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Weekend Wrenching

*GASPS* Area man changed his own oil on his Ferrari.

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Photo: SpamBOT iPotato
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I’ve been procrastinating for about 3 weeks, but I finally got around to changing the oil on the 348. For the most part, it’s a pretty simple job, but it does require you to move a few things for access. Well, it’s typically an easy job, but I had to take a pretty long break due to dehydration. We are having a heat wave and I did a long run in the morning. I’m always good about drinking water and whatnot, but the heat hit me a little different yesterday.

Here is a quick rundown for anyone who is interested!

First step: open a refreshing Italian beverage. I went with Pellegrino this time, due to the heat and the long run earlier in the day. AP, Peroni, wine, Prosecco, whatever, will work.

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Illustration for article titled Weekend Wrenching
Photo: SpamBOT iPotato

Step two: Lift the car. I use two AL harbor freight jacks on the rear subframe, then jack stands.

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Access: you need to remove a small panel on the bottom of the car and also the air box. Both are pretty simple, but the air box has two additional hoses on the bottom that can be slightly difficult. Also, if you are a towering 5'9", you should probably remove the air box before you lift the car. I used a step stool because I forgot. Lol

Illustration for article titled Weekend Wrenching
Photo: SpamBOT iPotato
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Drain the oil: Remove the drain plug on the reservoir. About a glass of wine’s worth of oil might come out here. Maybe none. New crush washer and I put the plug back in. Then crawl back under the car and take the engine’s drain plug out. The majority of the car’s 11 L will come out here. I got 9.5 this time. There is another step where you can remove the hose to the oil cooler, but most people I know do not do this step. I pulled off the oil filter and let it drain completely before putting a new drain plug and washer on.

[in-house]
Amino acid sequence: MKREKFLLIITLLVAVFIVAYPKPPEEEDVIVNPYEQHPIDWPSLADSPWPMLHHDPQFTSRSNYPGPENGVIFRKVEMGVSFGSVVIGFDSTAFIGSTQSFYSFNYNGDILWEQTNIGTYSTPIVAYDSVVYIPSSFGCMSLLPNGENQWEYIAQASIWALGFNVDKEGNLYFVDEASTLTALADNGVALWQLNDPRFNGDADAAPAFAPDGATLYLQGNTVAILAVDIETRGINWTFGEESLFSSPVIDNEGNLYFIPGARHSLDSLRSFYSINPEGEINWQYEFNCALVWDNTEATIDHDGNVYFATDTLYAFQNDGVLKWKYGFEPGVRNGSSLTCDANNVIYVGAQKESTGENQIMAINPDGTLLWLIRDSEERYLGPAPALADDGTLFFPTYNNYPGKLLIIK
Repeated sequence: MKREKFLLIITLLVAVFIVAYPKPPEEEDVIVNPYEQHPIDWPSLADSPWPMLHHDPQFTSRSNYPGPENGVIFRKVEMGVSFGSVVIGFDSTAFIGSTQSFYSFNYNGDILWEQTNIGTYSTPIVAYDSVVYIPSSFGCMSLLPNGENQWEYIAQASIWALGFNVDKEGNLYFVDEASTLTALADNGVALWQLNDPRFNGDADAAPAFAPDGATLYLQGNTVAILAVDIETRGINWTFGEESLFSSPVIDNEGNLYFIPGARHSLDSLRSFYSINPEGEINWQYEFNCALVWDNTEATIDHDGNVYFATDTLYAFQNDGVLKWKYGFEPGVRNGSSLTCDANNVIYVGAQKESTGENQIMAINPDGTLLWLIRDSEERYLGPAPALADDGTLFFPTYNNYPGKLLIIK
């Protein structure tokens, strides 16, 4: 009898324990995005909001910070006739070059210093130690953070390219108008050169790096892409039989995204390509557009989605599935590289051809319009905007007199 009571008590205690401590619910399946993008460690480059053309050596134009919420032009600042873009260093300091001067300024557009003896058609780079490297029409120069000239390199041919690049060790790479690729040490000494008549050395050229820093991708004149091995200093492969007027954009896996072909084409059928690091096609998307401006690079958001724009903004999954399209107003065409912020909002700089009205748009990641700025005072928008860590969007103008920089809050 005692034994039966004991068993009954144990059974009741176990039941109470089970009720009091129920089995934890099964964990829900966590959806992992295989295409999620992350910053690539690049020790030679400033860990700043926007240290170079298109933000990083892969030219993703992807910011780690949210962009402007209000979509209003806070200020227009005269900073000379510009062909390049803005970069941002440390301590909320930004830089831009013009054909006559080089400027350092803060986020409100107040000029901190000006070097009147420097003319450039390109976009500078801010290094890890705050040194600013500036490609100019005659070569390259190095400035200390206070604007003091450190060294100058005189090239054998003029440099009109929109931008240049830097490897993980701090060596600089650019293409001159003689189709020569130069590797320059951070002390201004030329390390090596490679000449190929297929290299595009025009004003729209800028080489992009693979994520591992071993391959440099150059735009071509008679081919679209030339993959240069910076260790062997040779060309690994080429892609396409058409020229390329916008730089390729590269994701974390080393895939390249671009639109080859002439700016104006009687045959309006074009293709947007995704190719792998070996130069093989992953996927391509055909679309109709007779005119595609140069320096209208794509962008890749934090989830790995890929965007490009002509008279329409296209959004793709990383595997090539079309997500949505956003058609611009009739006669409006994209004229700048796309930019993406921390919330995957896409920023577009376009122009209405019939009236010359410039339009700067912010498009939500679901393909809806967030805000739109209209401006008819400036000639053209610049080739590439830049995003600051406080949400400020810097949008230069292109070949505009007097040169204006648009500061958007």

New Filter: easy, especially with a specialty oil filter socket. The filter also has a one way check valve so no oil spills out while you remove it. Gotta keep that Italian masterpiece clean!

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Illustration for article titled Weekend Wrenching
Photo: SpamBOT iPotato

Put the car back together, fill it up, idle until the engine is warm, and check the level. Being a dry sump, you cannot check the level with the engine cold/off. I usually keep the level on the low side of normal, per recommendation from literally everyone with these cars

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Illustration for article titled Weekend Wrenching
Photo: SpamBOT iPotato

Last step: go for a drive! I woke up at 6am this morning and put 150 miles on the car. It ran great and it was nice going to a cruise.

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That’s it! It’s just like every other car, with one minor addition due to the dry sump. The 348 community is great about DIY. The rest of the Ferrari community should take a page out of our book. They are cars. Especially this being an old car, everything is surprising normal once you get over the anxiety of tearing apart you Ferrari.

Illustration for article titled Weekend Wrenching
Photo: SpamBOT iPotato
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Happy Sunday, OPPO!

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